The George Washington Carver - Booker T. Washington half dollars of 1951 through 1954 came about during the 82nd Congress via an amendment to the legislation that authorized the BTW half dollars of 1946 through 1951. I discussed the WC-BTW coins here: http://goccf.com/t/118247
Little known, however, is the fact that two attempts were made prior to the 82nd Congress to secure a commemorative half dollar honoring Carver alone.
In 1947, during the 80th Congress, Frances Payne Bolton (R-OH) introduced a bill "to commemorate the life and accomplishments of Doctor George Washington Carver, a Great American." The bill called for up to 5 million silver half dollars to be struck for the benefit of the George Washington Carver Foundation of the Tuskegee Institute in Alabama. The Carver Foundation was created to support agricultural research at Tuskegee. Carver launched the Foundation and provided early funding for it - he gave his life savings (~$60,000) to support the Foundation shortly before he died in 1943.Read More: Commems Collection
The bill did not gain much traction, however. It was referred to the House Committee on Banking and Currency and never reported out. Bolton introduced an identical bill in 1950 during the 81st Congress, but it met with the same fate as its predecessor.
The idea of honoring Carver with a coin resurfaced in March 1951, during the 82nd Congress, when companion bills were introduced by Brent Spence (D-KY) in the House and Burnet Maybank (D-SC) in the Senate. The bills proposed to amend the BTW Act of 1946 to allow the striking of a new design that simultaneously honored Washington and Carver.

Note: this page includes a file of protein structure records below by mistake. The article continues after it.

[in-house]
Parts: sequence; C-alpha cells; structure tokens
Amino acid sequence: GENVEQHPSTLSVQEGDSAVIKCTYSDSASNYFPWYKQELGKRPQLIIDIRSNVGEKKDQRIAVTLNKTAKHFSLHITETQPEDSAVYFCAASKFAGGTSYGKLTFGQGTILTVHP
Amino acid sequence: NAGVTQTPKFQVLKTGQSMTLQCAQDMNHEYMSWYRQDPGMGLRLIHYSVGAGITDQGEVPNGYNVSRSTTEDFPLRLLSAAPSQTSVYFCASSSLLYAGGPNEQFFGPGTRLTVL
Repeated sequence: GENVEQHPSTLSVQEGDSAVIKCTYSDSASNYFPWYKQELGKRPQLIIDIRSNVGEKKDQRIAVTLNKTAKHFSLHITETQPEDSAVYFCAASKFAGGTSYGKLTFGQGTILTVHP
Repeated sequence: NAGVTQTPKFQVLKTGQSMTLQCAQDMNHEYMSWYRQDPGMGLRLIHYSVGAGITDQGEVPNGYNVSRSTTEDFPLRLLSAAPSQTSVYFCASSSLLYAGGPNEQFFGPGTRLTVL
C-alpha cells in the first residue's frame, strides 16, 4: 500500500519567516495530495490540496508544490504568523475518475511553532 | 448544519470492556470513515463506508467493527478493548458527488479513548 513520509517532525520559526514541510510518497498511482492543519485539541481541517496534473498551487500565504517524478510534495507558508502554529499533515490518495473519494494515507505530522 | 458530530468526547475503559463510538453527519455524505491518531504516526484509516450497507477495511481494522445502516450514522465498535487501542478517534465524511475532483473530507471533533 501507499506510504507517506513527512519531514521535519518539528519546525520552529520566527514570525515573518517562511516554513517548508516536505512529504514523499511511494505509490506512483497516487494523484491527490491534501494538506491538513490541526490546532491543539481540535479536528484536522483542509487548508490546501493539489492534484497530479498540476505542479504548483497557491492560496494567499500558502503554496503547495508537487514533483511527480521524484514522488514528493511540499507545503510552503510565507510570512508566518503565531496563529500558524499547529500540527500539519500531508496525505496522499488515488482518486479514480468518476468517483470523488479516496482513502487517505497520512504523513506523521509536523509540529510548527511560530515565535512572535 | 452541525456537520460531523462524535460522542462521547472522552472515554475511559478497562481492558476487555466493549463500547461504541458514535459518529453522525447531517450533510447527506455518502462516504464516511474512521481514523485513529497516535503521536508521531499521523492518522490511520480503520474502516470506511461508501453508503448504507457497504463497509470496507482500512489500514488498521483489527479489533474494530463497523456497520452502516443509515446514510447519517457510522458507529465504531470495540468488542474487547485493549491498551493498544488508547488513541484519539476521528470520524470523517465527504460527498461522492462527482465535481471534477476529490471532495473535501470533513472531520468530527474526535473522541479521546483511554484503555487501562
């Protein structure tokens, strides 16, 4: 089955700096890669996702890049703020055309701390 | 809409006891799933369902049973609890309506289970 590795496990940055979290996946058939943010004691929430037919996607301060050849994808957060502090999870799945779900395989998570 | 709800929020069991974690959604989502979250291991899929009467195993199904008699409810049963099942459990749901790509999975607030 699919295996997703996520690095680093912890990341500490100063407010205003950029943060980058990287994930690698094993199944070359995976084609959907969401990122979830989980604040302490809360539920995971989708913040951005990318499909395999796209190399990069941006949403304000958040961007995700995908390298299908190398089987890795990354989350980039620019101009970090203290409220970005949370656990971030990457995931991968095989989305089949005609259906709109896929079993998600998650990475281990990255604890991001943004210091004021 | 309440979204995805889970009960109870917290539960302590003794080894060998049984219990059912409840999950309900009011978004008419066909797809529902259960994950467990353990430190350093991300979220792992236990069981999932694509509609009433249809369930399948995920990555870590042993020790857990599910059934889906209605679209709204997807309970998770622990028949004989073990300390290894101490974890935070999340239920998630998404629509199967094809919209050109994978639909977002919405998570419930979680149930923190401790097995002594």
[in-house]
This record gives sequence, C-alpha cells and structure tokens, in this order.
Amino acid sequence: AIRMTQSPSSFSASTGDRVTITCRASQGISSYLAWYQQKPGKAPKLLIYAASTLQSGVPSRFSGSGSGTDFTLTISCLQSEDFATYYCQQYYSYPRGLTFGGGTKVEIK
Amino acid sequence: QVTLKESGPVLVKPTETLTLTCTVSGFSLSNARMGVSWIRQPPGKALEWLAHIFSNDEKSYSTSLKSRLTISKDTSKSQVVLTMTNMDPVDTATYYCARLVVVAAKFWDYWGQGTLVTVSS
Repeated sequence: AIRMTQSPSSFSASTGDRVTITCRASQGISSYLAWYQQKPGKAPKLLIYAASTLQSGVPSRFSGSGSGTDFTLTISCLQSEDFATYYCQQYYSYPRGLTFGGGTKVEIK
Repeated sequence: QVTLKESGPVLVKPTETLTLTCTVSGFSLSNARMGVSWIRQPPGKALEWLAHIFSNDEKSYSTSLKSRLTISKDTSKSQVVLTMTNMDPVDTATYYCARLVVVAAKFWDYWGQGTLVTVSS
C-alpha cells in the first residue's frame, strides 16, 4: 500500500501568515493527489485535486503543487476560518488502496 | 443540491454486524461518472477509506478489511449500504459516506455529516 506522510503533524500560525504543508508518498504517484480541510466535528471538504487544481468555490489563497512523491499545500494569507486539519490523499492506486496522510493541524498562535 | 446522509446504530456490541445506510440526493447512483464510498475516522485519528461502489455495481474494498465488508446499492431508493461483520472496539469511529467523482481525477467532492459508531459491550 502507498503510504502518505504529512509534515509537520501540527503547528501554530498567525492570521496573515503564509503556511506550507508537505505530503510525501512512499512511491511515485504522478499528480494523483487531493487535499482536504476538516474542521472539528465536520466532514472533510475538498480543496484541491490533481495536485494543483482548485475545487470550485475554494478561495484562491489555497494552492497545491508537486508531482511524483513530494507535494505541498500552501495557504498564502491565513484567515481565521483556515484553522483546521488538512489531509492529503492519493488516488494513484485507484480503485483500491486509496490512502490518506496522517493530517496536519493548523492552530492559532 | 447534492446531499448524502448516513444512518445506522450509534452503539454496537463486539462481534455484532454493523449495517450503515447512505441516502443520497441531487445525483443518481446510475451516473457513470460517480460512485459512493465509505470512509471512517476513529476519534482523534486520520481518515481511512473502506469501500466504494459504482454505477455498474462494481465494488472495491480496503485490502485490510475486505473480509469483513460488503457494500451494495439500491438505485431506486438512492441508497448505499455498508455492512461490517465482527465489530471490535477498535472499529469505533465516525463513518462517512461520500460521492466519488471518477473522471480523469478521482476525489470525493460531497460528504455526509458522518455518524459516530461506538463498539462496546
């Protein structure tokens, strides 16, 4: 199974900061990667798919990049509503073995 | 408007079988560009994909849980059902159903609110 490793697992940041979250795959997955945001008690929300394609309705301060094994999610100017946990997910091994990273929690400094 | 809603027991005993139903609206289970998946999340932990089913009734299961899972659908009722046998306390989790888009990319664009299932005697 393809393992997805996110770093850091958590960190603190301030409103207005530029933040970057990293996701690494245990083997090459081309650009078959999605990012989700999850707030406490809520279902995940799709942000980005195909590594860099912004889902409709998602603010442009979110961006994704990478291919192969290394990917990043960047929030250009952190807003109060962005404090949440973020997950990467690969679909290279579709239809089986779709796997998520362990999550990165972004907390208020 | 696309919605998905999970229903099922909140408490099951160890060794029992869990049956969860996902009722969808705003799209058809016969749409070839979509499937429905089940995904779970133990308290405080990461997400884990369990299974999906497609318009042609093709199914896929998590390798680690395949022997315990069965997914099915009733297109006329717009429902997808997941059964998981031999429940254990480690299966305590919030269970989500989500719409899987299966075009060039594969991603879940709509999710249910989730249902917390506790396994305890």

The bills also added a second beneficiary - the Carver National Monument Foundation in Missouri; the sole beneficiary specified in the original BTW Act was the Booker T. Washington Birthplace Memorial in Virginia. The George Washington Carver National Monument at Carver's Missouri birthplace was created by Congress in 1943. Profits from the sale of the coins did not necessarily go to supporting the two birthplace memorials, however. The bill specified the funds were to be used by each organization to "oppose the spread of communism among Negroes" in a manner they each deemed appropriate.
The joint Booker T. Washington - George Washington Carver bill gained quick support; the House bill moved forward and was approved in September 1951.
It is interesting to note that the Carver Foundation at the Tuskegee Institute, the sponsor of the two earlier coin proposals, was not part of the new coin bill.
So, though the legacy of George Washington Carver was not individually celebrated on a US coin, he did get his due alongside Booker T. Washington, another prominent African-American who achieved greatness in his lifetime.
I've included my 1951-S example for show-and-tell. The coin is a brilliant example with the typical luster I seek for my coins. It is a coin that I could upgrade relatively inexpensively, but my thoughts regarding its design aesthetics positions its upgrade rather low on my priority list.